Shortly after moving into our new neighborhood, my wife found him on Interstate 12 in Louisiana. Unannounced, she delivered him to me, which was clearly against the rules. But our home is like the Roach Motel--if anything checks in, they never check out. The smell was painful, and after addressing the filth, tar, and matted hair, he was still unrecognizable as any particular breed.
"Elvis," she told me, "his name is Elvis."
"Is that what a tag said?" I asked.
"No, just the name I gave him."
"You mean...just now?"
"Maybe," she answered, "but he was howling when I found him, and it's a timeless name, and we can fight about this for three days or just agree right now and save our marriage a lot of angst."
Elvis had no testicles, so at one time he was cared about and cared for, even if someone had not cared for his testicles. Elvis had been feral for God knows how long, and it was lucky that my wife found him when she did, because Interstates and animals just don't mix. He was freindly enough, but he really did howl--so much that we'd have to let him out before any unkind thoughts gain traction.
During those times he would often disappear from our yard and visit our new neighborhood abroad. I would have to drive around looking for him. I knew his favorite spots, and he was still a howler, which made it easy to steer my way toward him; when I rolled up and whistled discretely to him from the car window, he'd come running. An open door met his leap into the passenger, back to responsible ownership.
Half the time he'd saunter back in the walk of shame a few hours later, but my direct involvement in this routine happened frequently enough and remained unaltered until one evening; I noticed Elvis was off earlier that evening but hadn't returned at a reasonable hour. I left the gate open to the yard so he could get back in and, if I heard barking in the middle of the night, I could simply open the back door.
This didn't fly well with my wife, who insisted I once again drive the neighborhood streets in search. To her it was a missing person case, worthy of an APB. Off I went. When I came back an hour later with a negative report, she threw on some clothes and we set back out together.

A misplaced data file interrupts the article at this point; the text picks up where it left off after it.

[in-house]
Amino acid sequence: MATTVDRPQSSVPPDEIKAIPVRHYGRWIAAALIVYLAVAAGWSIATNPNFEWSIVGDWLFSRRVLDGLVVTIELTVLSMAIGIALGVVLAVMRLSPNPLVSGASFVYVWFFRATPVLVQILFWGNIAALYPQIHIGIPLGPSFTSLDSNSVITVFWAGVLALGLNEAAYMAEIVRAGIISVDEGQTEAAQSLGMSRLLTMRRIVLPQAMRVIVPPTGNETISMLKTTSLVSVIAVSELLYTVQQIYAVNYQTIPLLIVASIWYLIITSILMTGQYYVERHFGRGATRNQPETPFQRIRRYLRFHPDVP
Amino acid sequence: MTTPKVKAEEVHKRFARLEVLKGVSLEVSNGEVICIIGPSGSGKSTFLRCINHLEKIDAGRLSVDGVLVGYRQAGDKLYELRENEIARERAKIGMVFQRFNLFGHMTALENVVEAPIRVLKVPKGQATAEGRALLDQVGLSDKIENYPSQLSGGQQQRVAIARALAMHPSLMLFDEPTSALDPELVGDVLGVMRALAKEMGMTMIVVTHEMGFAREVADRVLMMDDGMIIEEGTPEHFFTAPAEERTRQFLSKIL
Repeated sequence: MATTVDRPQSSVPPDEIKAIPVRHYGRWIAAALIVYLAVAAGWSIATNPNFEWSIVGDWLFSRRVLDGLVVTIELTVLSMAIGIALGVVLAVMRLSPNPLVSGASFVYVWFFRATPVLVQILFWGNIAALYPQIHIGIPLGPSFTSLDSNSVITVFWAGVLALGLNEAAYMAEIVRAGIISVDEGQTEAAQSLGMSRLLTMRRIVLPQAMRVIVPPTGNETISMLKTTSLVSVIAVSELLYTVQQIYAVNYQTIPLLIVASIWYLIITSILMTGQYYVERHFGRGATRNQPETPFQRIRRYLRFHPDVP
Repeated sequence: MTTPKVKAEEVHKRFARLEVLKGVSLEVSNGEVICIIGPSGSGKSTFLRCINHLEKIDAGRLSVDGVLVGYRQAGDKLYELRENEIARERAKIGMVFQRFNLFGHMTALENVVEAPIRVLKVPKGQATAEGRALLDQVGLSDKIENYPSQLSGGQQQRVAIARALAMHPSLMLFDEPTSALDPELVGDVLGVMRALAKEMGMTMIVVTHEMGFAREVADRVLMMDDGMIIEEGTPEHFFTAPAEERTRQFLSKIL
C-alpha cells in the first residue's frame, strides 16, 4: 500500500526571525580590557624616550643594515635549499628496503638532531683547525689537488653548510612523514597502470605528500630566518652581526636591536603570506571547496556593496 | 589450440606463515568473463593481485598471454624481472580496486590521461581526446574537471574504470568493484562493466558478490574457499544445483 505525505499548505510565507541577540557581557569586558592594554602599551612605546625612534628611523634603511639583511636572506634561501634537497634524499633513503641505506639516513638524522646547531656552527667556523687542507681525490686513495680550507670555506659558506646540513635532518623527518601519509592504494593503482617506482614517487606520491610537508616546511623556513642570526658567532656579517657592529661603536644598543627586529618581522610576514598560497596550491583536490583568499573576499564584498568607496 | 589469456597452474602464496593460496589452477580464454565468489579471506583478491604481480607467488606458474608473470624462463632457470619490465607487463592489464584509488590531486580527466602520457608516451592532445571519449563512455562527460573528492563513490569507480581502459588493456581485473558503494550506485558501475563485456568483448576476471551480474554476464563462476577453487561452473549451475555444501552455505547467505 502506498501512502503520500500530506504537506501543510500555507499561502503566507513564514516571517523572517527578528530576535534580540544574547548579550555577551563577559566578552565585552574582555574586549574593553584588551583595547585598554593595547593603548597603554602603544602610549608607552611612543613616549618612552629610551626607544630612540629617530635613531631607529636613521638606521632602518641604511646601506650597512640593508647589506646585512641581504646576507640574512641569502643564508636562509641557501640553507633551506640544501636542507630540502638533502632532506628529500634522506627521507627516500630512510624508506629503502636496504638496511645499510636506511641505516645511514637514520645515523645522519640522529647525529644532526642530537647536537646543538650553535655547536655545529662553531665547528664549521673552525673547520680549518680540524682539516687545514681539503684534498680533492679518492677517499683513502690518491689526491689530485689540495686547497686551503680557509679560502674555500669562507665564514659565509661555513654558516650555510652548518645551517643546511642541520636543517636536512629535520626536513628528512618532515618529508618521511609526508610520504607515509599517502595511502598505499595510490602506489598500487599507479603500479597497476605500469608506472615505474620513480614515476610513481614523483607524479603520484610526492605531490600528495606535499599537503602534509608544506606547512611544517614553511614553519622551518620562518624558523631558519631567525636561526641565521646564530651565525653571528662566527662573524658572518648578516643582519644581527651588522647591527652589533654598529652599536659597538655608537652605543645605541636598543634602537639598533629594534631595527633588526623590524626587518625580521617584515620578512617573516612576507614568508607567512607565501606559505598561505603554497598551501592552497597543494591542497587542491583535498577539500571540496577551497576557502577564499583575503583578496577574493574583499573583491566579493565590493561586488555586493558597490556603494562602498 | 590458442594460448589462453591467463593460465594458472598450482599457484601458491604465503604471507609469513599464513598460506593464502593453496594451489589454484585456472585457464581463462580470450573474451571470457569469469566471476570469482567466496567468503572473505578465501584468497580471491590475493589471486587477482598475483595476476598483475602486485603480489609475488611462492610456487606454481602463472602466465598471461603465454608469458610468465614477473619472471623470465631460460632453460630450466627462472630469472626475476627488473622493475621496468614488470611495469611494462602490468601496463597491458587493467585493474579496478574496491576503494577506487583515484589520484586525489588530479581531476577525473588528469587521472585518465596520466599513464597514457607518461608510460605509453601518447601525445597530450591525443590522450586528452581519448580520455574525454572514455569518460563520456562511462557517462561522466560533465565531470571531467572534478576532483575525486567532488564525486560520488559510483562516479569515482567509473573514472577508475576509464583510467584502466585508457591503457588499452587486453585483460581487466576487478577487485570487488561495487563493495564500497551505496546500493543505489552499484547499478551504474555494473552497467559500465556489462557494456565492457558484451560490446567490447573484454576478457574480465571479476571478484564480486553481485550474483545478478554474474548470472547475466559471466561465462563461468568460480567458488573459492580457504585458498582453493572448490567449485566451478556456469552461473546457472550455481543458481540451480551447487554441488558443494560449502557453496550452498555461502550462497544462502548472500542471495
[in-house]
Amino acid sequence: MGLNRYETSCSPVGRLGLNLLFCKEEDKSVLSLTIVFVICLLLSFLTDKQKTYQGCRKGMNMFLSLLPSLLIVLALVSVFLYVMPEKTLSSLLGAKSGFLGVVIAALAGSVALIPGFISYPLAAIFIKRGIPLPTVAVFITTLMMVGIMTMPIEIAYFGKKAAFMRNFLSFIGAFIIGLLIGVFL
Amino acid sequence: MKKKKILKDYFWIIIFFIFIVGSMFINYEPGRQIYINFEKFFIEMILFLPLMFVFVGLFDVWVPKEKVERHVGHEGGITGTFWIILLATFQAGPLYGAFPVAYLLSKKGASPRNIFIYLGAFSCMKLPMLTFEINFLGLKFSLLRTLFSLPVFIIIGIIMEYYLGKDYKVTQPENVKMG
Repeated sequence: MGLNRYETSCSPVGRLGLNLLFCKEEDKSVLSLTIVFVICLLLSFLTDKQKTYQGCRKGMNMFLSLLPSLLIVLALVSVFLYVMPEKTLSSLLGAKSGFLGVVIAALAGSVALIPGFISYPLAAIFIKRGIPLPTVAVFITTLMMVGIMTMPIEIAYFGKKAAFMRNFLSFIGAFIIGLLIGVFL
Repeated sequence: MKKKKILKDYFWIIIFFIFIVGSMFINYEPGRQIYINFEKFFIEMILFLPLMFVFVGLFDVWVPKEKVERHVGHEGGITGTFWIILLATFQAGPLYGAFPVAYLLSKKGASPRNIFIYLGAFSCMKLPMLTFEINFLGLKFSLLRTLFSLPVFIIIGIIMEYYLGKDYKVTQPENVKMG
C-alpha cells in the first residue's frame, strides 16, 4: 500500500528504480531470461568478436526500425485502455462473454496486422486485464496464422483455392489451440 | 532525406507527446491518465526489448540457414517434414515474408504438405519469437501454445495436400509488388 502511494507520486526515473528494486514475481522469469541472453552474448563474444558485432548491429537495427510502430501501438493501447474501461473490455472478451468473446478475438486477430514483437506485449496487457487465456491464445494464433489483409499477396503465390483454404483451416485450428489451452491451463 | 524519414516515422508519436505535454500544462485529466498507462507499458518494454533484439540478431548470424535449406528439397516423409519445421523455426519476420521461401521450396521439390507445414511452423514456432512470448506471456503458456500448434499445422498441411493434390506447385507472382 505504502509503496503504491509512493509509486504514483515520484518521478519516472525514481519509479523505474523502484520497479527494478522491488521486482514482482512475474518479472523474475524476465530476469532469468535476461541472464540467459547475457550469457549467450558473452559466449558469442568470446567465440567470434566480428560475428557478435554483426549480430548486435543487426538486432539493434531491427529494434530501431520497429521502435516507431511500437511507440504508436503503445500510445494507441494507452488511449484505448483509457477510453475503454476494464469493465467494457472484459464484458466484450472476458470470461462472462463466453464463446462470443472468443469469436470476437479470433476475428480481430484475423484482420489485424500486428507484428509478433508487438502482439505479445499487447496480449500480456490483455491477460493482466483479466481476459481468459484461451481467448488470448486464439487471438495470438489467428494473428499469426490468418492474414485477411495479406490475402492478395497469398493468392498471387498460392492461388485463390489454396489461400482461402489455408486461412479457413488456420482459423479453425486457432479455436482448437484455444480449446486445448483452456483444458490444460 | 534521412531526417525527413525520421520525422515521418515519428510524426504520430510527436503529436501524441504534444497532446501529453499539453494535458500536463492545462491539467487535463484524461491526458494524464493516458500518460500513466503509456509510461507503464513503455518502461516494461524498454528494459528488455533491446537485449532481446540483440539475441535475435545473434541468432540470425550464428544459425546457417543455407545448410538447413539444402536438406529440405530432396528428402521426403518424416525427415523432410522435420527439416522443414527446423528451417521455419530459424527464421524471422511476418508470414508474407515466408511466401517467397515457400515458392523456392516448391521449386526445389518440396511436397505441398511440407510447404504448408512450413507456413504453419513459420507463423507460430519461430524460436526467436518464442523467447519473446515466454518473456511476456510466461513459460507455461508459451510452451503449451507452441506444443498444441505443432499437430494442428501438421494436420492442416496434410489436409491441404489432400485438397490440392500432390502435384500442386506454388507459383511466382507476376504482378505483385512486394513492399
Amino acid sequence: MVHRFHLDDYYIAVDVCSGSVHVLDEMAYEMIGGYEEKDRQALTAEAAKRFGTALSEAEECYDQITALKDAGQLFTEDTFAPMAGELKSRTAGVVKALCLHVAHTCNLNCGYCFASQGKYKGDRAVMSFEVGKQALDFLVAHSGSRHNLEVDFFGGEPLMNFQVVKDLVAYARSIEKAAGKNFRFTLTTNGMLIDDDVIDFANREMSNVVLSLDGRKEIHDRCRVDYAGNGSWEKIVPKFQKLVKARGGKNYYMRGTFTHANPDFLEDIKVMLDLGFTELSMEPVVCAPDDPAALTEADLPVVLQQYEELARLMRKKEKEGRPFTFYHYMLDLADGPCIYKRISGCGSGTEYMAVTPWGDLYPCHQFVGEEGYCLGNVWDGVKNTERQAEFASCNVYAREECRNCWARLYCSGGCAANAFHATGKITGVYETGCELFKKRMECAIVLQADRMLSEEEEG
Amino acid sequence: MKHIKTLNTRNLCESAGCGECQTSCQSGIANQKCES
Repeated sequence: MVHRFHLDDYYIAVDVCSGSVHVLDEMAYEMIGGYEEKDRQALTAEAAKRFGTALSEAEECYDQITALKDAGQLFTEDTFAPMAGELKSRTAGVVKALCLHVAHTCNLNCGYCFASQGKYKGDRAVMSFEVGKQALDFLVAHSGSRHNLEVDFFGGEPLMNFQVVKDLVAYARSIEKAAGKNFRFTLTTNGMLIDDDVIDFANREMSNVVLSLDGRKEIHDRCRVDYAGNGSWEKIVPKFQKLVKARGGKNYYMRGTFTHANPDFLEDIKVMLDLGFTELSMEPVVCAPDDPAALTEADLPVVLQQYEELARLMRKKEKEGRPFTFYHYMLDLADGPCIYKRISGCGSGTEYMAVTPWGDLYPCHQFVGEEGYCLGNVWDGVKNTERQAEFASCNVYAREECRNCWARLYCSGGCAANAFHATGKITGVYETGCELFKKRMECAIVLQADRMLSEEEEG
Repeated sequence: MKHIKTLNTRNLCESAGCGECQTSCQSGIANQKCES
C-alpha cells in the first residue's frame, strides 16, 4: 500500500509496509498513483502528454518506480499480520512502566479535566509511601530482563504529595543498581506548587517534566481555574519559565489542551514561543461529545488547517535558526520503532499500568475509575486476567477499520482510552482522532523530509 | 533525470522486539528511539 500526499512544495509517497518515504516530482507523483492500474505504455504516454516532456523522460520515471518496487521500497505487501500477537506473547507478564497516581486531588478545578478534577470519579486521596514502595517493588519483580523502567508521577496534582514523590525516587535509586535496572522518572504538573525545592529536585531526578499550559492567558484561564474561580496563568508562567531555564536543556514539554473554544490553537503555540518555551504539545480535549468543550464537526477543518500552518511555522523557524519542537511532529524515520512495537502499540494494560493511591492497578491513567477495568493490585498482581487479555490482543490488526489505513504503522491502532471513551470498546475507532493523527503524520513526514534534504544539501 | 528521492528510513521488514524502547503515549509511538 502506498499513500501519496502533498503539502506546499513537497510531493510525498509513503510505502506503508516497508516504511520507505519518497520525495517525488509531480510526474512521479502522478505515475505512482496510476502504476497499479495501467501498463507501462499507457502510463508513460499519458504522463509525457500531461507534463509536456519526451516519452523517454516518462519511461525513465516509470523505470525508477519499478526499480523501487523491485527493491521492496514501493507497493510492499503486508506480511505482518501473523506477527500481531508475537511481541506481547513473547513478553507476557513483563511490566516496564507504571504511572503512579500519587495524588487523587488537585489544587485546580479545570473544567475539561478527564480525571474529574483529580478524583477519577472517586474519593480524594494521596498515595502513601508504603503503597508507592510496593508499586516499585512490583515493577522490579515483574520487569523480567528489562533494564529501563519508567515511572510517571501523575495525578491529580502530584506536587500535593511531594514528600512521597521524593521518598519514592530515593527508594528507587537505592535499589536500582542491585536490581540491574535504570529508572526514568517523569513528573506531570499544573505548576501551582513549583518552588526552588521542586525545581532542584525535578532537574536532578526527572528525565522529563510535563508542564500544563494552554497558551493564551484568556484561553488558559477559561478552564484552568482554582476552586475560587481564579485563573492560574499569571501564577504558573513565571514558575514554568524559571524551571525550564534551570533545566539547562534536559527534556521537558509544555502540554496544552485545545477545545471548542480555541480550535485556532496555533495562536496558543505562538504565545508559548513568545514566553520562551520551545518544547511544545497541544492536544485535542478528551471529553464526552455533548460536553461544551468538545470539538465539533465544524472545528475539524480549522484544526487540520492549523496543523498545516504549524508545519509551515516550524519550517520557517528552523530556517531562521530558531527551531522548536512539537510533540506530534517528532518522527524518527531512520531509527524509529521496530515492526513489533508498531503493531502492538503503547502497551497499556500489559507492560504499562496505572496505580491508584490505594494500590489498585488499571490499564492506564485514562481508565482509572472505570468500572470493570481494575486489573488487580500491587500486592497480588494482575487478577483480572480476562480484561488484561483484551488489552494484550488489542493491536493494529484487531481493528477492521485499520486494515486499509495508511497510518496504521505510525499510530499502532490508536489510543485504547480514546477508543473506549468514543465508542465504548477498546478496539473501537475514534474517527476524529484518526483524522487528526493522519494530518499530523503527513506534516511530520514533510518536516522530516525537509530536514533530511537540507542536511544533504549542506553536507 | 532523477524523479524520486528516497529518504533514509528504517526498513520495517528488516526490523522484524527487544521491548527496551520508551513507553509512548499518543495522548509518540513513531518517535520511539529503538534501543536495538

I'm a pretty self-conscious person, so I never called out to him loudly; he always had responded to the sound of a car just above idling, or at worst, a discrete whistle. My wife deemed it an emergency enough, however, to scream his name. Loud enough to carry through as many streets and blocks as possible. It was two in the morning, as a point of information.
"Elvis!" she yelled. "Elvis!" Over and over. Then, "Elvis, where'd you go? Where are you, Elvis? Elvis! Elvis! We want you back, Elvis."
"He's dead!" some man shouted back. "Deal with it."
"Oh, my God!" my wife cried. "He's dead?"
"Not our Elvis," I reassured her. "The Elvis. We must sound like idiots yelling for Elvis Presley."
"Yea, he's dead!" the man shouted again. "Accept it."
"Elvis!" she began shouting again.
"He's left the building, now go to bed!" yelled a woman from another house.
"Shh..." I shushed my wife.
"Elvis!" she kept shouting.
"Try Memphis!" another man shouted.
"This ain't Graceland, lady!" another woman joined in.
Before long, we were both shouting for Elvis.
We garnered quite the reputation in our new neighborhood--the nuts pining for the King. It took months for everyone to warm up to us, but it could have been much worse. We could have named him Jesus.